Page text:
On Monday, June 4, the full Moon lies directly opposite the Sun in the night sky and skims through the extreme northern tip of the Earth’s shadow. People across much of the Americas, the Pacific Ocean, Australia, and eastern Asia will witness a partial lunar eclipse.

Partial Lunar Eclipse
A partial lunar eclipse on June 15, 2011. The June 4, 2012 eclipse will look about like this at its maximum. Marko Djurica

The first hint of shading at the Moon’s southeastern limb should appear at 10:00 Universal Time (6:00 A.M. EDT, 5:00 A.M. CDT, 4:00 A.M. MDT, and 3:00 A.M. PDT). This is when the Earth’s umbra (Latin for “shadow”) first touches the Moon’s outer limb.

By mideclipse, more than an hour later, at 11:03 Universal Time, 38-percent of the Moon’s disk will be covered by the Earth’s dark umbral shadow. At that time, the Moon will be overhead for observers in the South Pacific, but has already set for the northeastern U.S. and Canada. Only the far western parts of North America, Hawaii and far southern South America will see the dark umbral eclipse from start to finish. Click here for a worldwide map of the partial lunar eclipse.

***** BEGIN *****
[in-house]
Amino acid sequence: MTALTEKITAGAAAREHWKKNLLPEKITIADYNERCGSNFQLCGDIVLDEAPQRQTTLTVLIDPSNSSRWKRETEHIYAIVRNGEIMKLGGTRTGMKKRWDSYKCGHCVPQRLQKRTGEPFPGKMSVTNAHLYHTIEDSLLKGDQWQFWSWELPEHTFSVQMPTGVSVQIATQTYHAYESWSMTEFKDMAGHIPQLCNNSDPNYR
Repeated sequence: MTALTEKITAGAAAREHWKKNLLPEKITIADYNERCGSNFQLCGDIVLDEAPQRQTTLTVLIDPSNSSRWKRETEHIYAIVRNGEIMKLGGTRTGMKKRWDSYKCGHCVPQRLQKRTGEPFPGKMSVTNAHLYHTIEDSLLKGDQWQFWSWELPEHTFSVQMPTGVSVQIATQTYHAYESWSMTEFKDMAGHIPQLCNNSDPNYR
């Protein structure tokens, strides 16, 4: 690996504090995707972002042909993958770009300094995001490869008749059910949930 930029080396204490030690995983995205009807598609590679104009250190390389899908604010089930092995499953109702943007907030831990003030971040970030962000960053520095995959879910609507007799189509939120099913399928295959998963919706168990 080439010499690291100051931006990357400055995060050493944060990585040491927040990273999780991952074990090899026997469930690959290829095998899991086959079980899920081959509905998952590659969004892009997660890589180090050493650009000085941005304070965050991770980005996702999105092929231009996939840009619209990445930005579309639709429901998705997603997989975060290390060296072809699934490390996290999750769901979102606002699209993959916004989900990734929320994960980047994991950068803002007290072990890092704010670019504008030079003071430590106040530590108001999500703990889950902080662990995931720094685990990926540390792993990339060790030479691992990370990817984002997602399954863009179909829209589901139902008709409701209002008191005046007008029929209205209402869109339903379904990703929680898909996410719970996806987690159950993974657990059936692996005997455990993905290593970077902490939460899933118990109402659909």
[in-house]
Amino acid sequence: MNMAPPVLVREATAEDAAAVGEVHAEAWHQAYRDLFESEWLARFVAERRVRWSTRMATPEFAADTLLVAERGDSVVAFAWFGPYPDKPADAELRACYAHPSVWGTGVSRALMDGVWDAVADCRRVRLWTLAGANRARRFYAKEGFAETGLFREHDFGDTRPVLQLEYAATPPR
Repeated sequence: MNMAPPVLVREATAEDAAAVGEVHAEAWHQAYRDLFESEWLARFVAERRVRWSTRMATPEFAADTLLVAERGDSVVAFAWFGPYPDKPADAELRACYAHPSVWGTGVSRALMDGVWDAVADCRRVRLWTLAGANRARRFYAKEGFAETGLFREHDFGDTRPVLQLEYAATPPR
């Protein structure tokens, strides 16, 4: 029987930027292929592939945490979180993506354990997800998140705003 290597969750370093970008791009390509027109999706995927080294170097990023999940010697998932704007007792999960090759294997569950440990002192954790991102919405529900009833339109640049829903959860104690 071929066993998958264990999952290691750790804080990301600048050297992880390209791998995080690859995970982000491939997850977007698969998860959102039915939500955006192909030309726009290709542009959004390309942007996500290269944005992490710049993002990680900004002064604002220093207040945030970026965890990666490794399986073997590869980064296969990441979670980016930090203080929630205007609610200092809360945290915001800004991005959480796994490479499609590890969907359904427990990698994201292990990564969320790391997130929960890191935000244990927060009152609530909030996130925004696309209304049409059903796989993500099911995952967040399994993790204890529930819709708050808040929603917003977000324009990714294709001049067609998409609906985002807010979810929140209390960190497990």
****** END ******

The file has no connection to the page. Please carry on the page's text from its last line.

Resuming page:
The partial eclipse will end at 12:07 Universal Time, when the last smudge of the Earth’s umbra will leave the Moon. The next total lunar eclipse, visible for all of North America, will occur the night of April 14-15, 2014.

The eclipse’s most striking effect will be when the dark center of Earth’s shadow makes its way across the southern part of the Moon’s disk. During this interval, the smooth curve of the shadow’s edge on the lunar disk will be a nice reminder to us that the Earth is round.

The portion of the Moon lying outside the umbra, in the shadow’s fringe called the penumbra, will remain quite bright. If you observe with a telescope, try using a magnification of 50X or more and moving the Moon’s bright segment entirely outside the field to get the clearest view of the dim regions inside the umbra.